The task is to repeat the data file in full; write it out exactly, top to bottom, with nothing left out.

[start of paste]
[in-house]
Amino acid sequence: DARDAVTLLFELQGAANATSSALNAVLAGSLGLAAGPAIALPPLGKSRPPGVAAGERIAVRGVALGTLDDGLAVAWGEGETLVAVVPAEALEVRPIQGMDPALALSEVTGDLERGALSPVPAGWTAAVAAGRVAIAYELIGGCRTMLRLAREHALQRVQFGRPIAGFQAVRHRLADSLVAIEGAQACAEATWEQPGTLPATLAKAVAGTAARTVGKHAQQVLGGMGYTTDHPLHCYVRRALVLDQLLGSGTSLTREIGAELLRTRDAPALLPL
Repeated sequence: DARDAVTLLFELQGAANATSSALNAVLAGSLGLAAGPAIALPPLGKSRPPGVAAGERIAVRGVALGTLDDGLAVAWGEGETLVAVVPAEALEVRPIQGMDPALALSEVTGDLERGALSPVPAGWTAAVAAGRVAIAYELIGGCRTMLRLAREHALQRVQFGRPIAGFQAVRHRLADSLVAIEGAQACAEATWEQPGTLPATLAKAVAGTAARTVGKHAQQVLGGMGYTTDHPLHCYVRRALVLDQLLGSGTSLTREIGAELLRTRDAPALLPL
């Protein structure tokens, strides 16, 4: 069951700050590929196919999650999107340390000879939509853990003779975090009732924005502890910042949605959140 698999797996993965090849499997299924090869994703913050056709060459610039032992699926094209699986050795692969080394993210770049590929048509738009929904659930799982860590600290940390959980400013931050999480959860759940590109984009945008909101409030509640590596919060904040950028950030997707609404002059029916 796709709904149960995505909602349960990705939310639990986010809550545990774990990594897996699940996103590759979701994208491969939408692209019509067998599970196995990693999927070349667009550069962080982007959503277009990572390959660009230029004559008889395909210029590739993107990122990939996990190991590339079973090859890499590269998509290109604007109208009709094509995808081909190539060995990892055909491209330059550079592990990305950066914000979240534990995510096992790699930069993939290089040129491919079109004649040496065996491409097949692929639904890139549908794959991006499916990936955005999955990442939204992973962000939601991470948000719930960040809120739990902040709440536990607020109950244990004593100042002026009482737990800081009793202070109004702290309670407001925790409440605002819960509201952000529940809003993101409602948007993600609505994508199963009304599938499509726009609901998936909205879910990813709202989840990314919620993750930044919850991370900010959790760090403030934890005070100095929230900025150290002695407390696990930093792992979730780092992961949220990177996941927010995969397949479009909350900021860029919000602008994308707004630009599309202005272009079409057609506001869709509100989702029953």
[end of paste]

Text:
[in-house]
Amino acid sequence: DARDAVTLLFELQGAANATSSALNAVLAGSLGLAAGPAIALPPLGKSRPPGVAAGERIAVRGVALGTLDDGLAVAWGEGETLVAVVPAEALEVRPIQGMDPALALSEVTGDLERGALSPVPAGWTAAVAAGRVAIAYELIGGCRTMLRLAREHALQRVQFGRPIAGFQAVRHRLADSLVAIEGAQACAEATWEQPGTLPATLAKAVAGTAARTVGKHAQQVLGGMGYTTDHPLHCYVRRALVLDQLLGSGTSLTREIGAELLRTRDAPALLPL
Repeated sequence: DARDAVTLLFELQGAANATSSALNAVLAGSLGLAAGPAIALPPLGKSRPPGVAAGERIAVRGVALGTLDDGLAVAWGEGETLVAVVPAEALEVRPIQGMDPALALSEVTGDLERGALSPVPAGWTAAVAAGRVAIAYELIGGCRTMLRLAREHALQRVQFGRPIAGFQAVRHRLADSLVAIEGAQACAEATWEQPGTLPATLAKAVAGTAARTVGKHAQQVLGGMGYTTDHPLHCYVRRALVLDQLLGSGTSLTREIGAELLRTRDAPALLPL
């Protein structure tokens, strides 16, 4: 069951700050590929196919999650999107340390000879939509853990003779975090009732924005502890910042949605959140 698999797996993965090849499997299924090869994703913050056709060459610039032992699926094209699986050795692969080394993210770049590929048509738009929904659930799982860590600290940390959980400013931050999480959860759940590109984009945008909101409030509640590596919060904040950028950030997707609404002059029916 796709709904149960995505909602349960990705939310639990986010809550545990774990990594897996699940996103590759979701994208491969939408692209019509067998599970196995990693999927070349667009550069962080982007959503277009990572390959660009230029004559008889395909210029590739993107990122990939996990190991590339079973090859890499590269998509290109604007109208009709094509995808081909190539060995990892055909491209330059550079592990990305950066914000979240534990995510096992790699930069993939290089040129491919079109004649040496065996491409097949692929639904890139549908794959991006499916990936955005999955990442939204992973962000939601991470948000719930960040809120739990902040709440536990607020109950244990004593100042002026009482737990800081009793202070109004702290309670407001925790409440605002819960509201952000529940809003993101409602948007993600609505994508199963009304599938499509726009609901998936909205879910990813709202989840990314919620993750930044919850991370900010959790760090403030934890005070100095929230900025150290002695407390696990930093792992979730780092992961949220990177996941927010995969397949479009909350900021860029919000602008994308707004630009599309202005272009079409057609506001869709509100989702029953």